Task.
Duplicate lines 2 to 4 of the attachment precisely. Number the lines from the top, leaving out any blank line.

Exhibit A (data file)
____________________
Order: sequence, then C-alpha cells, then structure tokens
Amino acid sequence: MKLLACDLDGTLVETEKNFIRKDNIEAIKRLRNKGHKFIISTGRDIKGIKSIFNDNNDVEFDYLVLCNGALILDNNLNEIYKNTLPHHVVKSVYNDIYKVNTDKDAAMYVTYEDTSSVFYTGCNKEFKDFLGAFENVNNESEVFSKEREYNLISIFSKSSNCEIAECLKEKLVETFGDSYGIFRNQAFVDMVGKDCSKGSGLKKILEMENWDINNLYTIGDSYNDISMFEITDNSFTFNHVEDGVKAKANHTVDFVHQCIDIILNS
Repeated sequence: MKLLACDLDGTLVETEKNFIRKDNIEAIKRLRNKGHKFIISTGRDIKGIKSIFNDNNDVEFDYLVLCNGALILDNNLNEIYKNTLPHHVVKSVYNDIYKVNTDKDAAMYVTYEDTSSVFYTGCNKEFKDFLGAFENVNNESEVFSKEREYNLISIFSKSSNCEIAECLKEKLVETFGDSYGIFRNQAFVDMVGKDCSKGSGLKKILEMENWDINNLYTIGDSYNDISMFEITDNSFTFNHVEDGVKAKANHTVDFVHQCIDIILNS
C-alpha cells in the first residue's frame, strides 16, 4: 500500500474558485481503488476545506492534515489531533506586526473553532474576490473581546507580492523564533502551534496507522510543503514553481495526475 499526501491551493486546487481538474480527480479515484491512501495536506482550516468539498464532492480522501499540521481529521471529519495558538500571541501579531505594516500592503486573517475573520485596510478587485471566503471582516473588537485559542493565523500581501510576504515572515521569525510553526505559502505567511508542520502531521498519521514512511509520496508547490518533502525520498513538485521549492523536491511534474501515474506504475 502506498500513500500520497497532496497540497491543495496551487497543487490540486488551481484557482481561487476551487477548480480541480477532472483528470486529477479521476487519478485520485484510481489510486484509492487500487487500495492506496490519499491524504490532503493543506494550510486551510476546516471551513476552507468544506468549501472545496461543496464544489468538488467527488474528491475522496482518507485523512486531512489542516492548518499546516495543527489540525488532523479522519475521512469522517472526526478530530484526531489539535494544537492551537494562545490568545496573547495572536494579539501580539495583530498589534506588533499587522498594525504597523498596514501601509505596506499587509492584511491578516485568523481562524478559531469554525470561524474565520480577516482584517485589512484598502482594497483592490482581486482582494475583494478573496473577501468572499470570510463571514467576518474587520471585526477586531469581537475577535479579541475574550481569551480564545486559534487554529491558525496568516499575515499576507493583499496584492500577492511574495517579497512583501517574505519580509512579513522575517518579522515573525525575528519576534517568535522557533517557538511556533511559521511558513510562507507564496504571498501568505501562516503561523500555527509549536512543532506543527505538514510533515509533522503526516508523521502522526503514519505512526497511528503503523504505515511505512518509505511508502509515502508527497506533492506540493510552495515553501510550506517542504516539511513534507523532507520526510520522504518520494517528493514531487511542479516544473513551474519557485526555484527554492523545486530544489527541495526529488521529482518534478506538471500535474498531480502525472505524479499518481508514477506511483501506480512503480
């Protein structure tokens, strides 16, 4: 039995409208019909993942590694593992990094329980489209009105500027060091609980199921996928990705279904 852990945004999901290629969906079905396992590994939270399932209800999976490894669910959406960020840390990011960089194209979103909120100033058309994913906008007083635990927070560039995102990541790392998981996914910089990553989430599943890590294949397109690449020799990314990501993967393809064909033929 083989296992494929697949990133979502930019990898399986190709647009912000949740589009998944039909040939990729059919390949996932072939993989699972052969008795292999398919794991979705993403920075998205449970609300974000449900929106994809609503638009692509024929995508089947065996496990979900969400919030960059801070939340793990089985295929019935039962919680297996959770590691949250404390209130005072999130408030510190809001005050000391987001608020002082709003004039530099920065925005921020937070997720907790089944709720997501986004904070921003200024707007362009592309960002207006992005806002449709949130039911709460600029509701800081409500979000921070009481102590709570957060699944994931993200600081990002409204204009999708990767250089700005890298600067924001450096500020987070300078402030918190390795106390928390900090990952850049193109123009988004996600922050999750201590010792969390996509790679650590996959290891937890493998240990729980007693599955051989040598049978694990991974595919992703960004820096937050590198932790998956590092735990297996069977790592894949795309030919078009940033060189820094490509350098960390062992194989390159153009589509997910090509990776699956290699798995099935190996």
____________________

Amino acid sequence: MKLLACDLDGTLVETEKNFIRKDNIEAIKRLRNKGHKFIISTGRDIKGIKSIFNDNNDVEFDYLVLCNGALILDNNLNEIYKNTLPHHVVKSVYNDIYKVNTDKDAAMYVTYEDTSSVFYTGCNKEFKDFLGAFENVNNESEVFSKEREYNLISIFSKSSNCEIAECLKEKLVETFGDSYGIFRNQAFVDMVGKDCSKGSGLKKILEMENWDINNLYTIGDSYNDISMFEITDNSFTFNHVEDGVKAKANHTVDFVHQCIDIILNS
Repeated sequence: MKLLACDLDGTLVETEKNFIRKDNIEAIKRLRNKGHKFIISTGRDIKGIKSIFNDNNDVEFDYLVLCNGALILDNNLNEIYKNTLPHHVVKSVYNDIYKVNTDKDAAMYVTYEDTSSVFYTGCNKEFKDFLGAFENVNNESEVFSKEREYNLISIFSKSSNCEIAECLKEKLVETFGDSYGIFRNQAFVDMVGKDCSKGSGLKKILEMENWDINNLYTIGDSYNDISMFEITDNSFTFNHVEDGVKAKANHTVDFVHQCIDIILNS
C-alpha cells in the first residue's frame, strides 16, 4: 500500500474558485481503488476545506492534515489531533506586526473553532474576490473581546507580492523564533502551534496507522510543503514553481495526475 499526501491551493486546487481538474480527480479515484491512501495536506482550516468539498464532492480522501499540521481529521471529519495558538500571541501579531505594516500592503486573517475573520485596510478587485471566503471582516473588537485559542493565523500581501510576504515572515521569525510553526505559502505567511508542520502531521498519521514512511509520496508547490518533502525520498513538485521549492523536491511534474501515474506504475 502506498500513500500520497497532496497540497491543495496551487497543487490540486488551481484557482481561487476551487477548480480541480477532472483528470486529477479521476487519478485520485484510481489510486484509492487500487487500495492506496490519499491524504490532503493543506494550510486551510476546516471551513476552507468544506468549501472545496461543496464544489468538488467527488474528491475522496482518507485523512486531512489542516492548518499546516495543527489540525488532523479522519475521512469522517472526526478530530484526531489539535494544537492551537494562545490568545496573547495572536494579539501580539495583530498589534506588533499587522498594525504597523498596514501601509505596506499587509492584511491578516485568523481562524478559531469554525470561524474565520480577516482584517485589512484598502482594497483592490482581486482582494475583494478573496473577501468572499470570510463571514467576518474587520471585526477586531469581537475577535479579541475574550481569551480564545486559534487554529491558525496568516499575515499576507493583499496584492500577492511574495517579497512583501517574505519580509512579513522575517518579522515573525525575528519576534517568535522557533517557538511556533511559521511558513510562507507564496504571498501568505501562516503561523500555527509549536512543532506543527505538514510533515509533522503526516508523521502522526503514519505512526497511528503503523504505515511505512518509505511508502509515502508527497506533492506540493510552495515553501510550506517542504516539511513534507523532507520526510520522504518520494517528493514531487511542479516544473513551474519557485526555484527554492523545486530544489527541495526529488521529482518534478506538471500535474498531480502525472505524479499518481508514477506511483501506480512503480